Punkin Chunkin Q&A: World Champion Dawn Thompson

Lucky for us, she’s not tired of talking about chunkin, even after 25 years.

Delaware Today: So you’ve been around chunkin since the beginning?
Thompson: Close to the beginning. I started in 1988 when I met my husband, Bill. He told me about this crazy event he invented. I said, “What is it?” He said, “Punkin Chunkin.” I said, “What the heck is that?” So he had to show me the machines and I was hooked immediately. I love mechanical stuff and people using their minds to make crazy stuff. 

DT: The original chunkers tell me that they used to go find garage door springs and stuff like that.
Thompson: Yeah. Whatever you got out of somebody’s back yard is how you built your chunker. Now you’ve got to spend hundreds of thousands of dollars. So it’s come a long ways.

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DT: So you became a chunker after the first two years?
Thompson: In 1988, I had a roach coach-type truck and I said, “Well, I’ll be a vendor this year.” I called up the local radio station, 93.5 The Beach—it was their first year in radio—and they came out here and did a live broadcast. We had over 1,000 people on the farm. So we figured we better move it and we went on over to Joe Hudson’s field in 1989. 

DT: I heard that that last year at your farm, everybody chunked their pumpkins into the woods. 
Thompson: Yeah. Everything was in the woods and everybody was lying about their distances. (laughs) It’s always been a problem with the woods.

DT: I was there one year at Hudson’s field…
Thompson: When we were trying to throw at the church?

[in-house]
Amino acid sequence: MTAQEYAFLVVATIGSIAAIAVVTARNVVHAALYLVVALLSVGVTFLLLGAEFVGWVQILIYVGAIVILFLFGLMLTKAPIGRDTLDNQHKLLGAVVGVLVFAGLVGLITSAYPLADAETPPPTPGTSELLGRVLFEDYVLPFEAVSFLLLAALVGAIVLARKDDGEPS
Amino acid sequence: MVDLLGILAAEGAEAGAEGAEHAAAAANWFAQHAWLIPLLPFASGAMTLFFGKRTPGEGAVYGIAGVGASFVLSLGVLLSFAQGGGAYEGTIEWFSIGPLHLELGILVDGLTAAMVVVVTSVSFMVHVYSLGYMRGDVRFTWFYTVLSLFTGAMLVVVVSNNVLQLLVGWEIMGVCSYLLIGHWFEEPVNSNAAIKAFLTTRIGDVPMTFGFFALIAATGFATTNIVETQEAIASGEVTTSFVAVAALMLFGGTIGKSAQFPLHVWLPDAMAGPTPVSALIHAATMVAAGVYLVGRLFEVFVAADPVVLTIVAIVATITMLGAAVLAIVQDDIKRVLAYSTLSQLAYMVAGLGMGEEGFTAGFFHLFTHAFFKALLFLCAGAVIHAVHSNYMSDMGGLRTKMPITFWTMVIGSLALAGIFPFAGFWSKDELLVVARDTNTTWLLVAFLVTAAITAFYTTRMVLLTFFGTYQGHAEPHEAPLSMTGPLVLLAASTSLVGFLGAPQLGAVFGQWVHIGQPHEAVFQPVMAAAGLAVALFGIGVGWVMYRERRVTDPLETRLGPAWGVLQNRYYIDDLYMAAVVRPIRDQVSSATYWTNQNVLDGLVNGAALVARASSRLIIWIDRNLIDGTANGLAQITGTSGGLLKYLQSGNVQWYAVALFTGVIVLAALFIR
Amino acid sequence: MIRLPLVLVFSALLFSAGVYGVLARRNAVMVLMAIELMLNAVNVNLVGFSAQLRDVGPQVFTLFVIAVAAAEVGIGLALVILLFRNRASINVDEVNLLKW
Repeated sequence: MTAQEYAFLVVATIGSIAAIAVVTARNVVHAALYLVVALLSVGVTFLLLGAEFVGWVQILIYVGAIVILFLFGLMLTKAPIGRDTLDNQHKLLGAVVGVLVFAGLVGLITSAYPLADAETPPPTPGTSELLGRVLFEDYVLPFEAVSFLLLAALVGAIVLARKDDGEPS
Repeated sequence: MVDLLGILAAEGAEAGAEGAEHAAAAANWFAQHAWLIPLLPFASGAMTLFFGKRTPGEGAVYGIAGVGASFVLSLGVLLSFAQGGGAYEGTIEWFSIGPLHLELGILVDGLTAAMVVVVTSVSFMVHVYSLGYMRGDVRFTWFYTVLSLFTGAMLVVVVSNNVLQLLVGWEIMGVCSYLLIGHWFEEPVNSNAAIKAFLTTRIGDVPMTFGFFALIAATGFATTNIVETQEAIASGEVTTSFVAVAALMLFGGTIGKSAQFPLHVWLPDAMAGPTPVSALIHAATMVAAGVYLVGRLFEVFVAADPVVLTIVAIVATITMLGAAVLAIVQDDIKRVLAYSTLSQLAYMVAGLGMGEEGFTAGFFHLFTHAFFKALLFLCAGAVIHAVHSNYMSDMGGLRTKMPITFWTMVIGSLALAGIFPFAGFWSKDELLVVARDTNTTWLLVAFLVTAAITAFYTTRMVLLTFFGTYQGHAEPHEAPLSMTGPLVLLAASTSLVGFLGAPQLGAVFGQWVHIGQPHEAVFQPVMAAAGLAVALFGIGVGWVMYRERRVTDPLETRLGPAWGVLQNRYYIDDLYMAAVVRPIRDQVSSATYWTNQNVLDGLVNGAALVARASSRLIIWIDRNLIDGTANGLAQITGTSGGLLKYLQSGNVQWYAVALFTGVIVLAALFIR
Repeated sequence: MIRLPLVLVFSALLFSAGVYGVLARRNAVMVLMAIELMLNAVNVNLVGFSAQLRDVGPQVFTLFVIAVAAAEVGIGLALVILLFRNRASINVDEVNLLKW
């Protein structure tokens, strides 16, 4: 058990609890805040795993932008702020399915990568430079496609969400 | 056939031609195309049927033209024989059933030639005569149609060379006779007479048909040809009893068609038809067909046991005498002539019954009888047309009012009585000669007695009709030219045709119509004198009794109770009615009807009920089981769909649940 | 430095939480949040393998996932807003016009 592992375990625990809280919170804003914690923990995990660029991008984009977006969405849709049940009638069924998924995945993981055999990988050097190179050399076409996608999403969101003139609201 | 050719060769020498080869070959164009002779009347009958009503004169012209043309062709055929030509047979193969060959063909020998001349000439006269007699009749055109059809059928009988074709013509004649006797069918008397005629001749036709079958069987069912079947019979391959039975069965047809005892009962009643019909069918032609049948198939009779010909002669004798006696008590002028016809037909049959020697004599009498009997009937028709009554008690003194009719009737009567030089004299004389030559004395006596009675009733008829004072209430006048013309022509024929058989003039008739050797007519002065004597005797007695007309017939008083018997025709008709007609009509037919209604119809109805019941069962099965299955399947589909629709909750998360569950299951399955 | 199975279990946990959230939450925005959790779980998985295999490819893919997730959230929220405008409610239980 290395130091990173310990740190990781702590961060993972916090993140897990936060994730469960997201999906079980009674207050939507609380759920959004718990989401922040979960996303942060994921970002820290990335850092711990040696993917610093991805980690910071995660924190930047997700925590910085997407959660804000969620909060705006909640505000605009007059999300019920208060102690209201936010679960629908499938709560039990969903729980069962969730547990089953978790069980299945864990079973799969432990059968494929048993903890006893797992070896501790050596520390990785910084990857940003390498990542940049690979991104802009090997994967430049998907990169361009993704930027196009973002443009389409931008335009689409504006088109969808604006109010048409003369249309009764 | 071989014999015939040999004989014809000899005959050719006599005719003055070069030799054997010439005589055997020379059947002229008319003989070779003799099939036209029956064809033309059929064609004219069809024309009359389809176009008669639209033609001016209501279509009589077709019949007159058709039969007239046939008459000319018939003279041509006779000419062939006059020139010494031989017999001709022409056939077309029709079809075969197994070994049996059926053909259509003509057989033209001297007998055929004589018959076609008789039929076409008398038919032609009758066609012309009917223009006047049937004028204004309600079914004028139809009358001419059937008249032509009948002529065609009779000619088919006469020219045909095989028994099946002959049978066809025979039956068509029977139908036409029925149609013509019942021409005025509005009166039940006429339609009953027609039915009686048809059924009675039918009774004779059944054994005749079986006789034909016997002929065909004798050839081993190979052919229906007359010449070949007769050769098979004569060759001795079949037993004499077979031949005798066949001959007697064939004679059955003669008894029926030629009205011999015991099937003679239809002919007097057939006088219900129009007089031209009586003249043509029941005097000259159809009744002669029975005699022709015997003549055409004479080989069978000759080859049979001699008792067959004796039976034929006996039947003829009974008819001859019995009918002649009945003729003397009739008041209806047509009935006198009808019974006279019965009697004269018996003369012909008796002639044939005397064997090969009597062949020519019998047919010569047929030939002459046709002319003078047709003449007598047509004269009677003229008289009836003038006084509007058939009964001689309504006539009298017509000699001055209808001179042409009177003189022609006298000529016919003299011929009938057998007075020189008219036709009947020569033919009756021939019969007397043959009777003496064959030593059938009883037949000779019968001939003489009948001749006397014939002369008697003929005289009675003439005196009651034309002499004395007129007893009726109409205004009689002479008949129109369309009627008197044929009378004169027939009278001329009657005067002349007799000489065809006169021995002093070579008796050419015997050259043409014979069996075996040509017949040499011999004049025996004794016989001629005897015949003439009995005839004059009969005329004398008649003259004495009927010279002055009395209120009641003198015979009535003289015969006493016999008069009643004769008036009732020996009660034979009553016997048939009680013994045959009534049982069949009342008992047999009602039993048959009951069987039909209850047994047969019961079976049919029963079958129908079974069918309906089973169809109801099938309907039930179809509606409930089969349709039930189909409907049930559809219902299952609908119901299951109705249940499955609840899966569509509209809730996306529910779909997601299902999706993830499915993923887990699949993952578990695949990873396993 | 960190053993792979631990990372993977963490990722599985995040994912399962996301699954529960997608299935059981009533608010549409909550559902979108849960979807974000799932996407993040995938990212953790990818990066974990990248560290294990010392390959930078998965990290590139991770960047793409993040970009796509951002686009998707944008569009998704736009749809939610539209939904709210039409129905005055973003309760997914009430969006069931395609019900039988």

DT: Yes. And then Trey Melson fired one at sunset and they couldn’t find the pumpkin. Didn’t one go across Route 1 and hit an old barn or something?
Thompson: So they say. They say they found it the next morning.

DT: What’s been your role through the years? Did you start as a spectator?
Thompson: I’ve never been a spectator at Punkin Chunkin. The first year I met my husband, I was part of the machine and part of the team. I usually swung the arm around. See, when you start up that centrifugal machine, somebody has to give that arm a push. So that was always my job, to swing the arm around and keep people away. I’ve always been a team member. I’ve never been a spectator at Punkin Chunkin.

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DT: I didn’t mean to insult you.
Thompson: Discovery Channel tried to say that, too.

DT: The centrifugal machines will always be my favorites.
Thompson: We still got the old, original Ultimate Warrior. It’s back in the woods waiting for somebody to say, “Let’s break her out of the woods.”

DT: Who built the first centrifugal machine?
Thompson: Bill and Trey were team members for the first three or four years. They had Maximum Overdrive. That was the first centrifugal machine. It was made out of logs. The second one they built was made out of steel. The first one was a prototype.